If you’re a corporate communications professional, you’ve seen a copy of your company’s marketing plan. Right?
If you have, you get 5 points.
If you were asked to provide input to it, you get 10 points. And congrats.
If your company has a marketing plan, you work on the communications team and haven’t seen it, you lose 5 points and have to work through the weekend.
If your company doesn’t have a strategic marketing plan – and you know who you are – take away any points you may have accidently earned and spend the next month (right through the 4th of July weekend) developing one.
All too often we see companies, especially small and medium-sized businesses but larger enterprises too, jumping the lead generation gun without taking the time to build a well thought out strategic marketing plan. But there they are, racing through the marketing budget like there’s no tomorrow. And for many of these companies, there really is no tomorrow. Without doing the work of architecting a marketing plan that will generate results, the lead generation process becomes busy work and not much else.
Time. That’s the number one reason marketers give for not developing a strategic marketing plan. “Because we need leads right this minute.”
Pity the poor misunderstood “strategic marketing plan.” Its reputation needs a transformation. The fact is this: if a marketing team makes it a priority to do the spadework, then building a strategic marketing plan could be done in less than a month.
That’s right. One month. Sooner in some cases, if you’re truly focused.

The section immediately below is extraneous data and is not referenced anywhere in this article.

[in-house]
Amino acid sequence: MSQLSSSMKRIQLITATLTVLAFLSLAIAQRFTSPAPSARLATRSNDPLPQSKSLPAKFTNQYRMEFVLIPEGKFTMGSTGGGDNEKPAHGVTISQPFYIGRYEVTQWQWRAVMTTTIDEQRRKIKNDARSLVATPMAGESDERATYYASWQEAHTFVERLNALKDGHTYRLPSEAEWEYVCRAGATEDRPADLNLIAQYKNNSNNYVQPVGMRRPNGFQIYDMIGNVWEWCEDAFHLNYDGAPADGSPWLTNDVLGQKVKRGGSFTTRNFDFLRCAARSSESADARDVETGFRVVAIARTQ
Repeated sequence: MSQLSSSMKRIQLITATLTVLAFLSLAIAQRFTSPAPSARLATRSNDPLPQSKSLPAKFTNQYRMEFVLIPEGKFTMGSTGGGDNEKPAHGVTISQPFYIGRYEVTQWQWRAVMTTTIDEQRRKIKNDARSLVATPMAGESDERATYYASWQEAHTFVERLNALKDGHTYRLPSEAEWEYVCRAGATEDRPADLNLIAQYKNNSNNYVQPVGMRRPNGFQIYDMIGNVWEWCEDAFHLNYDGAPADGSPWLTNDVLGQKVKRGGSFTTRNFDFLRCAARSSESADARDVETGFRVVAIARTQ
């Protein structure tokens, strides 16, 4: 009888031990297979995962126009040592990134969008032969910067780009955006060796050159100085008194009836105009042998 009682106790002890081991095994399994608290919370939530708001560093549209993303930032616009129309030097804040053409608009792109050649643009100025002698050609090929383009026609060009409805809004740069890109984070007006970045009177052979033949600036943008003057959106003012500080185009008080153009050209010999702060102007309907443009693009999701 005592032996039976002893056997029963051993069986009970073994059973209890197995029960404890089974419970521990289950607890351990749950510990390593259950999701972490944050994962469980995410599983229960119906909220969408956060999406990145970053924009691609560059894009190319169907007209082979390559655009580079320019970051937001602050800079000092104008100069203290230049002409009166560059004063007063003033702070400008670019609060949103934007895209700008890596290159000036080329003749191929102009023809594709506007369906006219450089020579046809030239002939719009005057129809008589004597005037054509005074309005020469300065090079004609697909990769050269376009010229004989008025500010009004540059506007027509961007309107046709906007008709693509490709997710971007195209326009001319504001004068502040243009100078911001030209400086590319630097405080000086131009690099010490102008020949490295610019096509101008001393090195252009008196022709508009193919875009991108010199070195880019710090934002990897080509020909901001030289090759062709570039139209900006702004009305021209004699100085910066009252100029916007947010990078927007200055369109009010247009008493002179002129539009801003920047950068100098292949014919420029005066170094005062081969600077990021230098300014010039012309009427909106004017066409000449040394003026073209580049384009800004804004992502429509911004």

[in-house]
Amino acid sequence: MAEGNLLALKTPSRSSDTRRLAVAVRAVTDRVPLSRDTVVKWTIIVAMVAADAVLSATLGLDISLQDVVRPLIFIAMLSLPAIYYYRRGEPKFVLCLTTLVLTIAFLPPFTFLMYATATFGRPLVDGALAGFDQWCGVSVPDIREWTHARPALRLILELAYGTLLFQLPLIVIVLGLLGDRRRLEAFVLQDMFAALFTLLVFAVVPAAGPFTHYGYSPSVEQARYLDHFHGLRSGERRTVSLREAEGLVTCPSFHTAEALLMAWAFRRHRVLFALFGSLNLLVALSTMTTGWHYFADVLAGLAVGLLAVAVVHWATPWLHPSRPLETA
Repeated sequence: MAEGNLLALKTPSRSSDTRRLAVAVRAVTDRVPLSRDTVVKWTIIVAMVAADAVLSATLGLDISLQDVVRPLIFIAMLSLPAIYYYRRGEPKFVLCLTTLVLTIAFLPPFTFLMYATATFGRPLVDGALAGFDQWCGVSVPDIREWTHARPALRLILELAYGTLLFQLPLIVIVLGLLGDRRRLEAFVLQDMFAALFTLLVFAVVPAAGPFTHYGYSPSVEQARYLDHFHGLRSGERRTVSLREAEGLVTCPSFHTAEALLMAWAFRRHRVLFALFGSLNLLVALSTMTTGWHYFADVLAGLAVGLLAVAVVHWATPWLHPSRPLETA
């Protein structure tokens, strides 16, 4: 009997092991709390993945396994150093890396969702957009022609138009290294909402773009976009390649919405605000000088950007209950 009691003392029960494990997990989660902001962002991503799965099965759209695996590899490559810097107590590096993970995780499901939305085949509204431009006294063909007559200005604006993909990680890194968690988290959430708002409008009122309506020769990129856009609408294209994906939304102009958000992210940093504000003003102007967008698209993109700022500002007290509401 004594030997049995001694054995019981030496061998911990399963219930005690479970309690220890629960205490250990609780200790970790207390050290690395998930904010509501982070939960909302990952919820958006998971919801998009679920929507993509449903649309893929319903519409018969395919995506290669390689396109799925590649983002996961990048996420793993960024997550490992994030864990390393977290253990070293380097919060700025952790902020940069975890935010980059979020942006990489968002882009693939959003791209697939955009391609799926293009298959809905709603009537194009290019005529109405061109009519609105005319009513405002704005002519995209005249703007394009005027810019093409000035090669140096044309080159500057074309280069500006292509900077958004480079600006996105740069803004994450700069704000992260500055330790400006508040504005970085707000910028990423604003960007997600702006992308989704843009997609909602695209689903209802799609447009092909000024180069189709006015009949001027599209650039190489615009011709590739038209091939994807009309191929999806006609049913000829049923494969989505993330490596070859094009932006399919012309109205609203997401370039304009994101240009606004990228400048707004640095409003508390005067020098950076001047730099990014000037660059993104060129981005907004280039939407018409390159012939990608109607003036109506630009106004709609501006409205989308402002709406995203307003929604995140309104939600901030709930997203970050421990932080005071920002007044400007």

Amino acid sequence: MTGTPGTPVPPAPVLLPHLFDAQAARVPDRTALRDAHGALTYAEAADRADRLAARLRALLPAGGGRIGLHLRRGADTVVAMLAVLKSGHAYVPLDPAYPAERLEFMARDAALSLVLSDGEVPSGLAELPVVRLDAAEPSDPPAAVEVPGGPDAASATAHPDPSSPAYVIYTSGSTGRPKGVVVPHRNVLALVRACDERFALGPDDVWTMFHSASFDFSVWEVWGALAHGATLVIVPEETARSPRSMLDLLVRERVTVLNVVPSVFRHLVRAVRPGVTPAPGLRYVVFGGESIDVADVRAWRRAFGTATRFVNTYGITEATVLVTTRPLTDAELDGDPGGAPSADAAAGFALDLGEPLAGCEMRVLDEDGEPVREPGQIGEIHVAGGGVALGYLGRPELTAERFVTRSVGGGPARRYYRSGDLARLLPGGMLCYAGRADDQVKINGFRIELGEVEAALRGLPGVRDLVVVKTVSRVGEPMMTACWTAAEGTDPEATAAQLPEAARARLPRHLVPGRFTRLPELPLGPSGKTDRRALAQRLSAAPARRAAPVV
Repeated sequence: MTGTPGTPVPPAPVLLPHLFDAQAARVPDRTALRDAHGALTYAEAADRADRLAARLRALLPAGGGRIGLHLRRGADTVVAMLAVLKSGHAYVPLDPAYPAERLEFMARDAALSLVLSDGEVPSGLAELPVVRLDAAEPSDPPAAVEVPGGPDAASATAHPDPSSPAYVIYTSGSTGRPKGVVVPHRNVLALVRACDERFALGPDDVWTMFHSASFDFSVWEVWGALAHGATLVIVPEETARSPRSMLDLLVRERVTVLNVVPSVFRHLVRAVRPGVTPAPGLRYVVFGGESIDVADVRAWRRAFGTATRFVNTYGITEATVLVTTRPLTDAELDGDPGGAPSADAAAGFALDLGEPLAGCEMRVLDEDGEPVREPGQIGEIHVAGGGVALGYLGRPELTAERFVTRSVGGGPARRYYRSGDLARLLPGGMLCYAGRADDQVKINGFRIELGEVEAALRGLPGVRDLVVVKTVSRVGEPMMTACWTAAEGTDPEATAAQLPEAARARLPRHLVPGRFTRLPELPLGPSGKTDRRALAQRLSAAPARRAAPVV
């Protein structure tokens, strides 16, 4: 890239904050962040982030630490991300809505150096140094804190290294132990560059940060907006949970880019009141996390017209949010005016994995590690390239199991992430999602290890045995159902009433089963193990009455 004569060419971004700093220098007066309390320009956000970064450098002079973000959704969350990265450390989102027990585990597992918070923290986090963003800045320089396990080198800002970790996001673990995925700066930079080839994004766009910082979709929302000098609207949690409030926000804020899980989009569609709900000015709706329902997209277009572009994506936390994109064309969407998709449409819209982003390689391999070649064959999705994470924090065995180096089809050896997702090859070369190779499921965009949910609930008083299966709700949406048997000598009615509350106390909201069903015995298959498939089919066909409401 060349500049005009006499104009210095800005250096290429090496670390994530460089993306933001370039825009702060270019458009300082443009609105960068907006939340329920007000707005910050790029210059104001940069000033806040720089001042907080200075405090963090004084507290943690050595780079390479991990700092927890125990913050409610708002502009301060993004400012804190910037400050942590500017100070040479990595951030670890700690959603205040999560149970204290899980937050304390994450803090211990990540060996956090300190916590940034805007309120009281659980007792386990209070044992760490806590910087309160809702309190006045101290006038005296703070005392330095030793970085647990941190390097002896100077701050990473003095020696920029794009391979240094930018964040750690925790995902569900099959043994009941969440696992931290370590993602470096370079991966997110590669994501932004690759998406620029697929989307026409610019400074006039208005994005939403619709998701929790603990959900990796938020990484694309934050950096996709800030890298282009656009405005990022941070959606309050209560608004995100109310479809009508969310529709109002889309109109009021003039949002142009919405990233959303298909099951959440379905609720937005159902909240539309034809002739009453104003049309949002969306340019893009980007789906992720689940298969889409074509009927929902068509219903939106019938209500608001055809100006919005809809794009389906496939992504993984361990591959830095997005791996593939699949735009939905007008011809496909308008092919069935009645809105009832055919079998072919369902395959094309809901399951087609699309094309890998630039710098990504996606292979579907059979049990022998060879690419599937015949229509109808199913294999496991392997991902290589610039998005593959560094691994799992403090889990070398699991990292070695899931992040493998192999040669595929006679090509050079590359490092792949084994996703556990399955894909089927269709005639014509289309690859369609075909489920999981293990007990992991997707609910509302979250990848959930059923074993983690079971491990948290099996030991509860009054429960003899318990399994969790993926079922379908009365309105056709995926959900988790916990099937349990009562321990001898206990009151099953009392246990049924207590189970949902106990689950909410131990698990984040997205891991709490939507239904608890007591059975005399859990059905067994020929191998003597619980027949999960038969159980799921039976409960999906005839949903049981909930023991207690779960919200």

Without the upfront investment, though, the task of building the plan takes on a different dimension. And that’s why some companies simply don’t bother with one.
Like lots of things in our professional and personal lives, the work one does on the front end tends to pay dividends on the back end.
- Goals – consider the company’s business, sales, marketing and operational goals. Be as specific as possible.
- Market – gather quantitative and qualitative information about your industry, industry trends, the competition and market conditions that touch your company, today and tomorrow.
- Identity – what does your company stand for? What is its unique value proposition? How do you want your customers to feel about your company? Consider all stakeholders, from employees to investors to government bodies. All influence your company’s identity, and ultimately, its reputation.
- Products/services – detail the features and benefits of each product and/or service. Put the focus on your competitive differentiators.
- Target market(s) – define and rank them in order of how much each will help your company achieve its goals.
- Competition – You do have competitors. Every company does. Describe each, compare pricing structures vs. yours, do a SWOT analysis on each and detail how you’ll compete with them.
- Sales model – detail how your company sells (direct, channel, etc.) and the sales process. Consider the required sales tools.
- Marketing mix – What activities will help your team achieve its goals? PR? Always. Advertising? Perhaps. Direct marketing? It depends. Provide a year long activity calendar for each marketing element.
- Marketing organization – how is it structured, or should be structured? Describe all of the key positions. Consider what will be done in-house and outsourced.
- Budget – the budget must be itemized on a monthly basis.
Consider and research each of these 10 elements, and you’ll have a strategic marketing plan that works as a result. Ignore the spadework, and the market will likely ignore you.
*Inspired by Go-To-Market Strategies, Seattle WA.